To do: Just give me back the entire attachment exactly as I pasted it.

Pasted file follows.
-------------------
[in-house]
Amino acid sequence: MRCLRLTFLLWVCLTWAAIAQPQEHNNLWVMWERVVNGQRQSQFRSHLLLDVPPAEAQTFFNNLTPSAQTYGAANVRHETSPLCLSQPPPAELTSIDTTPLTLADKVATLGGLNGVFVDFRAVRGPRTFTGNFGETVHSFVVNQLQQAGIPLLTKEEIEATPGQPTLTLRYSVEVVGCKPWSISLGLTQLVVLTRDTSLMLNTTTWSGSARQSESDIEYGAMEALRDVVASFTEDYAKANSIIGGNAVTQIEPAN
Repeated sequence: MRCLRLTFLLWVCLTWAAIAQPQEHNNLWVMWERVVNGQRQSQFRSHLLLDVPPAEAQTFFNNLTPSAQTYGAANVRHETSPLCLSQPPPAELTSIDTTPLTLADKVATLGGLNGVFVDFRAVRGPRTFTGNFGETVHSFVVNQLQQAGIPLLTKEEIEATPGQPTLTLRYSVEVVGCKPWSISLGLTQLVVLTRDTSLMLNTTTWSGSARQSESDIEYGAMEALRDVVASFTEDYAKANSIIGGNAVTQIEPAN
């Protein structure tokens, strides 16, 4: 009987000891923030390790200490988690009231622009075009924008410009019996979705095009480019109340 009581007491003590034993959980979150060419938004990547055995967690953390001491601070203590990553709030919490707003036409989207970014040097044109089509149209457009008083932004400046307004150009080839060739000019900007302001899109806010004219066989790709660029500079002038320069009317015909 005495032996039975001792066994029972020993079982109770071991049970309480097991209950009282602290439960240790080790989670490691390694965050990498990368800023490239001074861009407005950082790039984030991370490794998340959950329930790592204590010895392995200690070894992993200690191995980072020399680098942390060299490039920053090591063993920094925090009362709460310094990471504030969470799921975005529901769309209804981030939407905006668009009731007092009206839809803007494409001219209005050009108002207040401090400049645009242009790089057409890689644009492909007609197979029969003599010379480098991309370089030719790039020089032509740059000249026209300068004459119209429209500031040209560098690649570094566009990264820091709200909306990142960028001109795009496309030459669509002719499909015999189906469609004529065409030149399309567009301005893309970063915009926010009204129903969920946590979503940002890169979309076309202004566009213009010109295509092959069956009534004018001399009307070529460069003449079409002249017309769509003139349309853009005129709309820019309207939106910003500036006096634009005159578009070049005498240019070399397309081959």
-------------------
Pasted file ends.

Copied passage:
[in-house]
Amino acid sequence: MRCLRLTFLLWVCLTWAAIAQPQEHNNLWVMWERVVNGQRQSQFRSHLLLDVPPAEAQTFFNNLTPSAQTYGAANVRHETSPLCLSQPPPAELTSIDTTPLTLADKVATLGGLNGVFVDFRAVRGPRTFTGNFGETVHSFVVNQLQQAGIPLLTKEEIEATPGQPTLTLRYSVEVVGCKPWSISLGLTQLVVLTRDTSLMLNTTTWSGSARQSESDIEYGAMEALRDVVASFTEDYAKANSIIGGNAVTQIEPAN
Repeated sequence: MRCLRLTFLLWVCLTWAAIAQPQEHNNLWVMWERVVNGQRQSQFRSHLLLDVPPAEAQTFFNNLTPSAQTYGAANVRHETSPLCLSQPPPAELTSIDTTPLTLADKVATLGGLNGVFVDFRAVRGPRTFTGNFGETVHSFVVNQLQQAGIPLLTKEEIEATPGQPTLTLRYSVEVVGCKPWSISLGLTQLVVLTRDTSLMLNTTTWSGSARQSESDIEYGAMEALRDVVASFTEDYAKANSIIGGNAVTQIEPAN
């Protein structure tokens, strides 16, 4: 009987000891923030390790200490988690009231622009075009924008410009019996979705095009480019109340 009581007491003590034993959980979150060419938004990547055995967690953390001491601070203590990553709030919490707003036409989207970014040097044109089509149209457009008083932004400046307004150009080839060739000019900007302001899109806010004219066989790709660029500079002038320069009317015909 005495032996039975001792066994029972020993079982109770071991049970309480097991209950009282602290439960240790080790989670490691390694965050990498990368800023490239001074861009407005950082790039984030991370490794998340959950329930790592204590010895392995200690070894992993200690191995980072020399680098942390060299490039920053090591063993920094925090009362709460310094990471504030969470799921975005529901769309209804981030939407905006668009009731007092009206839809803007494409001219209005050009108002207040401090400049645009242009790089057409890689644009492909007609197979029969003599010379480098991309370089030719790039020089032509740059000249026209300068004459119209429209500031040209560098690649570094566009990264820091709200909306990142960028001109795009496309030459669509002719499909015999189906469609004529065409030149399309567009301005893309970063915009926010009204129903969920946590979503940002890169979309076309202004566009213009010109295509092959069956009534004018001399009307070529460069003449079409002249017309769509003139349309853009005129709309820019309207939106910003500036006096634009005159578009070049005498240019070399397309081959």